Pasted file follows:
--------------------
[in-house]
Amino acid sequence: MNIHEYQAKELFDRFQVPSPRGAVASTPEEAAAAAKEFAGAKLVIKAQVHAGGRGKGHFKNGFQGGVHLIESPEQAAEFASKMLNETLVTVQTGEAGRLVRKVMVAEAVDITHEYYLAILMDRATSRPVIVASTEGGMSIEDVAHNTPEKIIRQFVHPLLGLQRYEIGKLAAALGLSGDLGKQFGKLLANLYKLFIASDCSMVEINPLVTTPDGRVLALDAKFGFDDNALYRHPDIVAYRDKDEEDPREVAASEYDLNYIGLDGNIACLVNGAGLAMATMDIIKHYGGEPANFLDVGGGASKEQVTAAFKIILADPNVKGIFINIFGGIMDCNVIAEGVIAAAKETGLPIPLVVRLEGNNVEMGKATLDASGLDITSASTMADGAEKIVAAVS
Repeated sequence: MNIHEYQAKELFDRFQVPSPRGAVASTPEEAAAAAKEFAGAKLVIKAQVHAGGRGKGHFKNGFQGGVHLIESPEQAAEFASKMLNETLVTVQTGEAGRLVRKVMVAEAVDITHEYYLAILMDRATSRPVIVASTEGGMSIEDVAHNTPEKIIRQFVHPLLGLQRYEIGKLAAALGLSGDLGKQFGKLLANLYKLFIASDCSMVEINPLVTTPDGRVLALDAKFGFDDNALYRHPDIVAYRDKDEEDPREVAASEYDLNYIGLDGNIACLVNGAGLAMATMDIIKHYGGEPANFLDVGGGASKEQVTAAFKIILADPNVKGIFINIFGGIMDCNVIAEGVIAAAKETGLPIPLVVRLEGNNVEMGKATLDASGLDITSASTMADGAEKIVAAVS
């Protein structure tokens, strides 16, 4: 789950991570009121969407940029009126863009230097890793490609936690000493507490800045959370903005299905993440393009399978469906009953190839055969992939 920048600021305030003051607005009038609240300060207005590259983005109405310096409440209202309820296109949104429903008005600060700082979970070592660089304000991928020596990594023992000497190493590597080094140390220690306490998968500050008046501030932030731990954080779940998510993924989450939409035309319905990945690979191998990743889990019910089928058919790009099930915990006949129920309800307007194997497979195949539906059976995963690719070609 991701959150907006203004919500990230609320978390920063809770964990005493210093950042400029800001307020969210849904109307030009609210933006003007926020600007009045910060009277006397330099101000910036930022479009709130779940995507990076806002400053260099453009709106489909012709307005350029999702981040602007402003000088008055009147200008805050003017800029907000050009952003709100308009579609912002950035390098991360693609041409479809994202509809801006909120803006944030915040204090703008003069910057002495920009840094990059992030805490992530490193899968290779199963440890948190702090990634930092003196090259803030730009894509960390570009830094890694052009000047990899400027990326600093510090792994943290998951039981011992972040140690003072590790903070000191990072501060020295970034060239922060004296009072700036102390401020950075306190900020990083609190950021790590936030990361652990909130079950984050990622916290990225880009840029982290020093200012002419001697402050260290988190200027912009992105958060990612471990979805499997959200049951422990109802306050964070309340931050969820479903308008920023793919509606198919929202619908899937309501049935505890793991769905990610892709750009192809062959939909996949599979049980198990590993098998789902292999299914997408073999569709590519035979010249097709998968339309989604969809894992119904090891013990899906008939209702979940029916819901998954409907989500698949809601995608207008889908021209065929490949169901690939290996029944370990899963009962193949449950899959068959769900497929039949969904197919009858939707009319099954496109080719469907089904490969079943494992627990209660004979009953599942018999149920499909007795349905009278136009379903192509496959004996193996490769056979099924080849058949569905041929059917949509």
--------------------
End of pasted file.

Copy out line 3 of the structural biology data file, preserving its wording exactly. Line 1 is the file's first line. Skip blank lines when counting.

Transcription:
Repeated sequence: MNIHEYQAKELFDRFQVPSPRGAVASTPEEAAAAAKEFAGAKLVIKAQVHAGGRGKGHFKNGFQGGVHLIESPEQAAEFASKMLNETLVTVQTGEAGRLVRKVMVAEAVDITHEYYLAILMDRATSRPVIVASTEGGMSIEDVAHNTPEKIIRQFVHPLLGLQRYEIGKLAAALGLSGDLGKQFGKLLANLYKLFIASDCSMVEINPLVTTPDGRVLALDAKFGFDDNALYRHPDIVAYRDKDEEDPREVAASEYDLNYIGLDGNIACLVNGAGLAMATMDIIKHYGGEPANFLDVGGGASKEQVTAAFKIILADPNVKGIFINIFGGIMDCNVIAEGVIAAAKETGLPIPLVVRLEGNNVEMGKATLDASGLDITSASTMADGAEKIVAAVS